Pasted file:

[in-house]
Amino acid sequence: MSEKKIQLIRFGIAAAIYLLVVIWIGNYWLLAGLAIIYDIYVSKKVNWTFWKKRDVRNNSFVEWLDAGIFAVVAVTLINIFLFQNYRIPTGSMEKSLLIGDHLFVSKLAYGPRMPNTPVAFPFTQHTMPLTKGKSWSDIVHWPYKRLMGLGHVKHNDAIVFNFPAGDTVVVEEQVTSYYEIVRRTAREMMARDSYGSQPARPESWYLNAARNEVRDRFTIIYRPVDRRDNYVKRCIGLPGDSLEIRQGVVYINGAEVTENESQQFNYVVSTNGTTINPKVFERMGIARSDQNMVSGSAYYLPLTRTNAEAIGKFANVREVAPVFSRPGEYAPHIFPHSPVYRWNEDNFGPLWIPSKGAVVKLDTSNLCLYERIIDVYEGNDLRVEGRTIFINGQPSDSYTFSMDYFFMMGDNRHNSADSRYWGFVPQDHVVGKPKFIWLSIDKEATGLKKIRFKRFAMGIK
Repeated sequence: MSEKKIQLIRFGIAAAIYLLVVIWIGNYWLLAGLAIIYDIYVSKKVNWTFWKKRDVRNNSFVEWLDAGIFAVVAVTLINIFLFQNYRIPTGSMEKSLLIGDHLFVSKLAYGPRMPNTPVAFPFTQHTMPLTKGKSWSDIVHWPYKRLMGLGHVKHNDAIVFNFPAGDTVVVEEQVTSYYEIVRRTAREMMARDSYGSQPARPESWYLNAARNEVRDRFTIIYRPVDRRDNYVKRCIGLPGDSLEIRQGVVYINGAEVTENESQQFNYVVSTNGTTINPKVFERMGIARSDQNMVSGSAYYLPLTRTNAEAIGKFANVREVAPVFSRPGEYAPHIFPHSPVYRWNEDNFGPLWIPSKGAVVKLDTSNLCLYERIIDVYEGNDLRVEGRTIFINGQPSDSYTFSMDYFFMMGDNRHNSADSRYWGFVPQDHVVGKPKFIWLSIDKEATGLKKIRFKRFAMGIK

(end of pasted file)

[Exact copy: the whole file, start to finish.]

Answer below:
[in-house]
Amino acid sequence: MSEKKIQLIRFGIAAAIYLLVVIWIGNYWLLAGLAIIYDIYVSKKVNWTFWKKRDVRNNSFVEWLDAGIFAVVAVTLINIFLFQNYRIPTGSMEKSLLIGDHLFVSKLAYGPRMPNTPVAFPFTQHTMPLTKGKSWSDIVHWPYKRLMGLGHVKHNDAIVFNFPAGDTVVVEEQVTSYYEIVRRTAREMMARDSYGSQPARPESWYLNAARNEVRDRFTIIYRPVDRRDNYVKRCIGLPGDSLEIRQGVVYINGAEVTENESQQFNYVVSTNGTTINPKVFERMGIARSDQNMVSGSAYYLPLTRTNAEAIGKFANVREVAPVFSRPGEYAPHIFPHSPVYRWNEDNFGPLWIPSKGAVVKLDTSNLCLYERIIDVYEGNDLRVEGRTIFINGQPSDSYTFSMDYFFMMGDNRHNSADSRYWGFVPQDHVVGKPKFIWLSIDKEATGLKKIRFKRFAMGIK
Repeated sequence: MSEKKIQLIRFGIAAAIYLLVVIWIGNYWLLAGLAIIYDIYVSKKVNWTFWKKRDVRNNSFVEWLDAGIFAVVAVTLINIFLFQNYRIPTGSMEKSLLIGDHLFVSKLAYGPRMPNTPVAFPFTQHTMPLTKGKSWSDIVHWPYKRLMGLGHVKHNDAIVFNFPAGDTVVVEEQVTSYYEIVRRTAREMMARDSYGSQPARPESWYLNAARNEVRDRFTIIYRPVDRRDNYVKRCIGLPGDSLEIRQGVVYINGAEVTENESQQFNYVVSTNGTTINPKVFERMGIARSDQNMVSGSAYYLPLTRTNAEAIGKFANVREVAPVFSRPGEYAPHIFPHSPVYRWNEDNFGPLWIPSKGAVVKLDTSNLCLYERIIDVYEGNDLRVEGRTIFINGQPSDSYTFSMDYFFMMGDNRHNSADSRYWGFVPQDHVVGKPKFIWLSIDKEATGLKKIRFKRFAMGIK